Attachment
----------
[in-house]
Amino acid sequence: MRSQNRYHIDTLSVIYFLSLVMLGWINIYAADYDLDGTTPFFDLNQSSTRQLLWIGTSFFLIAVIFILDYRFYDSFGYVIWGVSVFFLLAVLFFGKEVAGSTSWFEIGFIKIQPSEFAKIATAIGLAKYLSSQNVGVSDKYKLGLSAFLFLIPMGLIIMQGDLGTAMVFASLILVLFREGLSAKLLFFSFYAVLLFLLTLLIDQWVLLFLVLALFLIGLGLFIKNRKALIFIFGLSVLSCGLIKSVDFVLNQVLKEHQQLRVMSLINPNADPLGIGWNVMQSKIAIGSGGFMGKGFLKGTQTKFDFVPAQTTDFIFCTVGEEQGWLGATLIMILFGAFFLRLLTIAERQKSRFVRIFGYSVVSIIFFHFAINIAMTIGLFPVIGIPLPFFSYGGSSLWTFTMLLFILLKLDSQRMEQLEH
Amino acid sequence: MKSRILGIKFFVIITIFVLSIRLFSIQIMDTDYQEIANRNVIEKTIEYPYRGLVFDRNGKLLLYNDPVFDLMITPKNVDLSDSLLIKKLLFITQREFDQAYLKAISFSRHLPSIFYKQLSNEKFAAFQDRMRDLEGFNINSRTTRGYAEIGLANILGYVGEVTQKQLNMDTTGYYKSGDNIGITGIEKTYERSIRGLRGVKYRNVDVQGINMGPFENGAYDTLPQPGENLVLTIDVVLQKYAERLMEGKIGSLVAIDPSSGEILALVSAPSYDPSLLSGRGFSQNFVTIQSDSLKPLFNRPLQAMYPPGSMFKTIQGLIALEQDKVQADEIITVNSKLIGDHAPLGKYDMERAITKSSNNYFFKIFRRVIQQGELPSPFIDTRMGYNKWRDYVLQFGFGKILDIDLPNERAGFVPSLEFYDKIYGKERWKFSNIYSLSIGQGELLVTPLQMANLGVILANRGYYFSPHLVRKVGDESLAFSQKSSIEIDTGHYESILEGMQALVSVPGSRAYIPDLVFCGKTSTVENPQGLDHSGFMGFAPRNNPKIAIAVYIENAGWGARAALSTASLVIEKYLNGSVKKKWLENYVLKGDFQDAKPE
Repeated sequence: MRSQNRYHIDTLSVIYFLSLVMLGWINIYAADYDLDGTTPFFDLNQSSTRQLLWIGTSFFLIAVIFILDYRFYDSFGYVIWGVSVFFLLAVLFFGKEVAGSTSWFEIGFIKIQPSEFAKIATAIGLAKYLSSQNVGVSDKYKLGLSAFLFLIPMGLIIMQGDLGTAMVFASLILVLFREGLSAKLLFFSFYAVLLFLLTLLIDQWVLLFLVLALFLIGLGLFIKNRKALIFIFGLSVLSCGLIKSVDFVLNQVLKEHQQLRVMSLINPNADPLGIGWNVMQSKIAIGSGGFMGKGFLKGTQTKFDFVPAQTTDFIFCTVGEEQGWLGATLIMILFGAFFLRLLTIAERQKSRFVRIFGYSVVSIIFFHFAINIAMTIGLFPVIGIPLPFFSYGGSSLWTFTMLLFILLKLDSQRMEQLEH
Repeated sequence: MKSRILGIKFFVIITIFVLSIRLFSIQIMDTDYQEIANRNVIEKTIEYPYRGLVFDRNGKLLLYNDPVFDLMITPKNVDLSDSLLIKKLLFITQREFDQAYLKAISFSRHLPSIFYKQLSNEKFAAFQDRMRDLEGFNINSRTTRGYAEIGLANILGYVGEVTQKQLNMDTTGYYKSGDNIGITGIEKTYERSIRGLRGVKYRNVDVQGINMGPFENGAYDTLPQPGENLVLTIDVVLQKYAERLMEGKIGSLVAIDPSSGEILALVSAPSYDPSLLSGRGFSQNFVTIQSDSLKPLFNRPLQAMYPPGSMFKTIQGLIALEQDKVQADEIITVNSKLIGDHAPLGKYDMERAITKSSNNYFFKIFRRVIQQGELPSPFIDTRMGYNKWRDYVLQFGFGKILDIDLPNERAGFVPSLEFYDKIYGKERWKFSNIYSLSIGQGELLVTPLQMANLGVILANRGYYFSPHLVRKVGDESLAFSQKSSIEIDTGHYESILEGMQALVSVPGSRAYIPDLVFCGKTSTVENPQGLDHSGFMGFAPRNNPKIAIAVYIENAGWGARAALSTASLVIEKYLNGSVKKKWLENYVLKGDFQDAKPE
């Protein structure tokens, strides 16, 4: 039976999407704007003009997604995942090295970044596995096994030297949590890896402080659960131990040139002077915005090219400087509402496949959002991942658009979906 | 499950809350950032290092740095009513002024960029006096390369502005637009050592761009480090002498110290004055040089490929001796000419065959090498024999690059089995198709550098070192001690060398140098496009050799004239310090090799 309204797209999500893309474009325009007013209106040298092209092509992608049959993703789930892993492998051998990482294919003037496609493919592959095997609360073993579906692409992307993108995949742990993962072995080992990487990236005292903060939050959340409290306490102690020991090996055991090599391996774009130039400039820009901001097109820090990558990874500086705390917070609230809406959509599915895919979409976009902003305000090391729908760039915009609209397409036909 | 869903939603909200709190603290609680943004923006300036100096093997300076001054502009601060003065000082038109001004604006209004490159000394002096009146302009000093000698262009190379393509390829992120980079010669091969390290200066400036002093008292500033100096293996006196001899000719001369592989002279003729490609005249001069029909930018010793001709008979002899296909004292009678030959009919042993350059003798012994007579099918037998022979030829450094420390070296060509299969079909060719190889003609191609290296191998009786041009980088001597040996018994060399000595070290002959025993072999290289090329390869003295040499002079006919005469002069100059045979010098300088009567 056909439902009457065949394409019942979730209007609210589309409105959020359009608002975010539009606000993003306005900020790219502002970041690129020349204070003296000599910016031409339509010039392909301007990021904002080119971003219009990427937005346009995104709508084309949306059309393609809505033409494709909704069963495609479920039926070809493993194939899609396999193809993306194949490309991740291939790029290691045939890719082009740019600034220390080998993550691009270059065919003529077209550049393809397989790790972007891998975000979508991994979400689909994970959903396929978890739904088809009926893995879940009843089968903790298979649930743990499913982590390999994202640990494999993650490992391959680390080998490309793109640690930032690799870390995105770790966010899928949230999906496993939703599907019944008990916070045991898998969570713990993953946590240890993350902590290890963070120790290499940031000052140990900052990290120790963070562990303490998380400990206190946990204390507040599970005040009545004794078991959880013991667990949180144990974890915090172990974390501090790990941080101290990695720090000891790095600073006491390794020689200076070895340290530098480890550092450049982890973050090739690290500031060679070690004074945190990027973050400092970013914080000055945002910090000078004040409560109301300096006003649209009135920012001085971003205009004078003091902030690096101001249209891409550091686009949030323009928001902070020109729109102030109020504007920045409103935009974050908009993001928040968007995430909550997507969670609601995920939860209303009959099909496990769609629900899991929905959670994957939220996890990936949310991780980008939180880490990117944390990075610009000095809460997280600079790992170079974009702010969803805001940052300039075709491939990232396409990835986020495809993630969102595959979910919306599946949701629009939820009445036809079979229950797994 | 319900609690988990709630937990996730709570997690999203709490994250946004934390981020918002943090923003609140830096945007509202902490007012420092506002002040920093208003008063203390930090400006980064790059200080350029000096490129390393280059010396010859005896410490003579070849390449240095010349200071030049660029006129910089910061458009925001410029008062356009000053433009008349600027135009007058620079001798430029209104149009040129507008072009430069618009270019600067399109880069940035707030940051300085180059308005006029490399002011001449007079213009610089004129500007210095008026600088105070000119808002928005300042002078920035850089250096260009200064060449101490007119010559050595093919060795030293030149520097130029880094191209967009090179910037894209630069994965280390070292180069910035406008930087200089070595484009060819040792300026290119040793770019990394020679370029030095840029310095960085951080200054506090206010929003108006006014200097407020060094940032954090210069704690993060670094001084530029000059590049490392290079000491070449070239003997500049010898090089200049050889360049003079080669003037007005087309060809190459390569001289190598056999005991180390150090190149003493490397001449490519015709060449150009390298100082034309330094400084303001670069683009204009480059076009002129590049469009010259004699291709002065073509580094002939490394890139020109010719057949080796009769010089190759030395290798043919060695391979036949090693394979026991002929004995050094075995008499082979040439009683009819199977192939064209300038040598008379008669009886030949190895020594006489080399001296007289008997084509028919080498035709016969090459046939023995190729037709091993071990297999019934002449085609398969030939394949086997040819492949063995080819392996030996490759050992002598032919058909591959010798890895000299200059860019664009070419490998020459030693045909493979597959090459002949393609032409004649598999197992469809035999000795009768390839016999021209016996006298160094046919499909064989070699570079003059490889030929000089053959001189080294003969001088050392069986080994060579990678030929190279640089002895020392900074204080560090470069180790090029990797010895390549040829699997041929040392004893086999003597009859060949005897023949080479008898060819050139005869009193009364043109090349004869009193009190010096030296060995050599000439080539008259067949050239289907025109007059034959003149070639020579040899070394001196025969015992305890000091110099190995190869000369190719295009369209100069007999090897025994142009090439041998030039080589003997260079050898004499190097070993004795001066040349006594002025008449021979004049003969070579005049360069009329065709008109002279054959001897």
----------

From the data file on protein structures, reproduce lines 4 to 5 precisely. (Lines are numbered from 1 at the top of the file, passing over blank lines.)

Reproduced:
Repeated sequence: MRSQNRYHIDTLSVIYFLSLVMLGWINIYAADYDLDGTTPFFDLNQSSTRQLLWIGTSFFLIAVIFILDYRFYDSFGYVIWGVSVFFLLAVLFFGKEVAGSTSWFEIGFIKIQPSEFAKIATAIGLAKYLSSQNVGVSDKYKLGLSAFLFLIPMGLIIMQGDLGTAMVFASLILVLFREGLSAKLLFFSFYAVLLFLLTLLIDQWVLLFLVLALFLIGLGLFIKNRKALIFIFGLSVLSCGLIKSVDFVLNQVLKEHQQLRVMSLINPNADPLGIGWNVMQSKIAIGSGGFMGKGFLKGTQTKFDFVPAQTTDFIFCTVGEEQGWLGATLIMILFGAFFLRLLTIAERQKSRFVRIFGYSVVSIIFFHFAINIAMTIGLFPVIGIPLPFFSYGGSSLWTFTMLLFILLKLDSQRMEQLEH
Repeated sequence: MKSRILGIKFFVIITIFVLSIRLFSIQIMDTDYQEIANRNVIEKTIEYPYRGLVFDRNGKLLLYNDPVFDLMITPKNVDLSDSLLIKKLLFITQREFDQAYLKAISFSRHLPSIFYKQLSNEKFAAFQDRMRDLEGFNINSRTTRGYAEIGLANILGYVGEVTQKQLNMDTTGYYKSGDNIGITGIEKTYERSIRGLRGVKYRNVDVQGINMGPFENGAYDTLPQPGENLVLTIDVVLQKYAERLMEGKIGSLVAIDPSSGEILALVSAPSYDPSLLSGRGFSQNFVTIQSDSLKPLFNRPLQAMYPPGSMFKTIQGLIALEQDKVQADEIITVNSKLIGDHAPLGKYDMERAITKSSNNYFFKIFRRVIQQGELPSPFIDTRMGYNKWRDYVLQFGFGKILDIDLPNERAGFVPSLEFYDKIYGKERWKFSNIYSLSIGQGELLVTPLQMANLGVILANRGYYFSPHLVRKVGDESLAFSQKSSIEIDTGHYESILEGMQALVSVPGSRAYIPDLVFCGKTSTVENPQGLDHSGFMGFAPRNNPKIAIAVYIENAGWGARAALSTASLVIEKYLNGSVKKKWLENYVLKGDFQDAKPE